Project Bookshelf: Emory Night

I can’t even count how many books covered the walls of my childhood home. Growing up, I’d find books everywhere. They were in duffle bags, the kitchen table, the counters, the bathrooms, the coffee table, not to mention the amount you’d find in individual bedrooms. My mom was always a firm believer that a healthy book collection was a big book collection. She would read to me and my brother every night, and definitely made sure that we would both have a book hoarding problem like her. Even now, my current home has books in just about every room. The shelves in my room overflow, and some of my favorites have had to find homes in the living room.

I have everything from non-fiction to fantasy to poetry to dystopian on my shelves. I try to keep a diverse population of books so that I can always suggest something to someone else. I want to share what I enjoy with others, so I work to have a broad range. This also allows me to engage in more genre specific conversations. Also, being able to see patterns across different types of stories is really interesting.

More recently, I have started getting into comics and graphic novels. This is super fun for me since it’s something I never really did growing up. Back then, I was obsessed with reading the biggest books possible and comics just weren’t as accessible. I’m super glad they are able to join my bookshelf as I’ve gotten older. There’s something so freeing about letting myself enjoy things I didn’t get to when I was younger. I always wanted to be the kid who was reading something that people would see and would recognize as something impressive. Now, I am a lot more focused on reading for enjoyment which is a very welcomed change.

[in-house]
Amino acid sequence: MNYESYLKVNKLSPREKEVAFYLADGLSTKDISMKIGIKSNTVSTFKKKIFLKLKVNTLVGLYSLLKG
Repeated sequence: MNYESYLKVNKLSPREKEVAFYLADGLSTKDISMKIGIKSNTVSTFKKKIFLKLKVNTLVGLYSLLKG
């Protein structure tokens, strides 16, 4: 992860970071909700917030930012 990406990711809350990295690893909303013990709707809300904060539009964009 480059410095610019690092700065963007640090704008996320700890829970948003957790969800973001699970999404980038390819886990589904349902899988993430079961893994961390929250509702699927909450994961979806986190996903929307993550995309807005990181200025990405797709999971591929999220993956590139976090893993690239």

I have started collecting books from my grade school years so that I can reread them. I was never the biggest fan of rereading anything—I always wanted to consume something new. Through the pandemic, I have lost a lot of that ideology. It was easier to find comfort in series I’ve already read, so I started buying series like The Uglies and Gracelings. It was nice to have something familiar sitting on my shelf when I needed them. I also never realized some of the heavier plot points in them since I was so young when I read them.

One of my favorite things about being in college and studying English is that I have the opportunity to go back to things from my childhood and engage with them in an entirely new way. This past year I wrote a ten page essay about The Hunger Games and its cultural impact and how we have lost a lot of the meaning behind the book because of the sensationalization of it. The movies focused on the love story, but that was never what the books were about. I had forgotten that as I have grown. Seeing these books in a new light is amazing, and all the more reason to add them to my shelves.

Emory Night is currently studying at the University of Tennessee, Knoxville. They plan to graduate with a BA in English and a minor in secondary education. They are an intern with The Jones Center for Leadership and Service and read regularly with Writers Block, a writing club at the University of Tennessee.


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